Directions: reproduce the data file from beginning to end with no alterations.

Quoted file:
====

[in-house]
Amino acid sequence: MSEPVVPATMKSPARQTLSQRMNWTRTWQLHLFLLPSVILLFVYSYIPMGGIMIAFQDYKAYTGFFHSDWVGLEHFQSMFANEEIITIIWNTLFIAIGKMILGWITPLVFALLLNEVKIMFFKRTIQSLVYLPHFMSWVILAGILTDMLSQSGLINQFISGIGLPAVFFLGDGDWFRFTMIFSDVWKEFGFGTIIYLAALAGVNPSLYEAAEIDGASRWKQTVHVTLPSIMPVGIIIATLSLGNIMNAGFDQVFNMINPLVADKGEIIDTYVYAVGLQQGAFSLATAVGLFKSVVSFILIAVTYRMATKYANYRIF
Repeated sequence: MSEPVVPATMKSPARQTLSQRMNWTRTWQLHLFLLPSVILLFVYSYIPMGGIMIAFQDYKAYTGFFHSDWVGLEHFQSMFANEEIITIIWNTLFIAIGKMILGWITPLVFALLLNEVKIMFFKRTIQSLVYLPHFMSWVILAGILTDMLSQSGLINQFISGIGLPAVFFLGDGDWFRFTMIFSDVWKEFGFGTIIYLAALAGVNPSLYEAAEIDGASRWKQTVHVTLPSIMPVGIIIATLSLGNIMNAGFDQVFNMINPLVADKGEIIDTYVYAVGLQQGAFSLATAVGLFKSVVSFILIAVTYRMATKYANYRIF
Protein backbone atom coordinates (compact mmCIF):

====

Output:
[in-house]
Amino acid sequence: MSEPVVPATMKSPARQTLSQRMNWTRTWQLHLFLLPSVILLFVYSYIPMGGIMIAFQDYKAYTGFFHSDWVGLEHFQSMFANEEIITIIWNTLFIAIGKMILGWITPLVFALLLNEVKIMFFKRTIQSLVYLPHFMSWVILAGILTDMLSQSGLINQFISGIGLPAVFFLGDGDWFRFTMIFSDVWKEFGFGTIIYLAALAGVNPSLYEAAEIDGASRWKQTVHVTLPSIMPVGIIIATLSLGNIMNAGFDQVFNMINPLVADKGEIIDTYVYAVGLQQGAFSLATAVGLFKSVVSFILIAVTYRMATKYANYRIF
Repeated sequence: MSEPVVPATMKSPARQTLSQRMNWTRTWQLHLFLLPSVILLFVYSYIPMGGIMIAFQDYKAYTGFFHSDWVGLEHFQSMFANEEIITIIWNTLFIAIGKMILGWITPLVFALLLNEVKIMFFKRTIQSLVYLPHFMSWVILAGILTDMLSQSGLINQFISGIGLPAVFFLGDGDWFRFTMIFSDVWKEFGFGTIIYLAALAGVNPSLYEAAEIDGASRWKQTVHVTLPSIMPVGIIIATLSLGNIMNAGFDQVFNMINPLVADKGEIIDTYVYAVGLQQGAFSLATAVGLFKSVVSFILIAVTYRMATKYANYRIF
Protein backbone atom coordinates (compact mmCIF):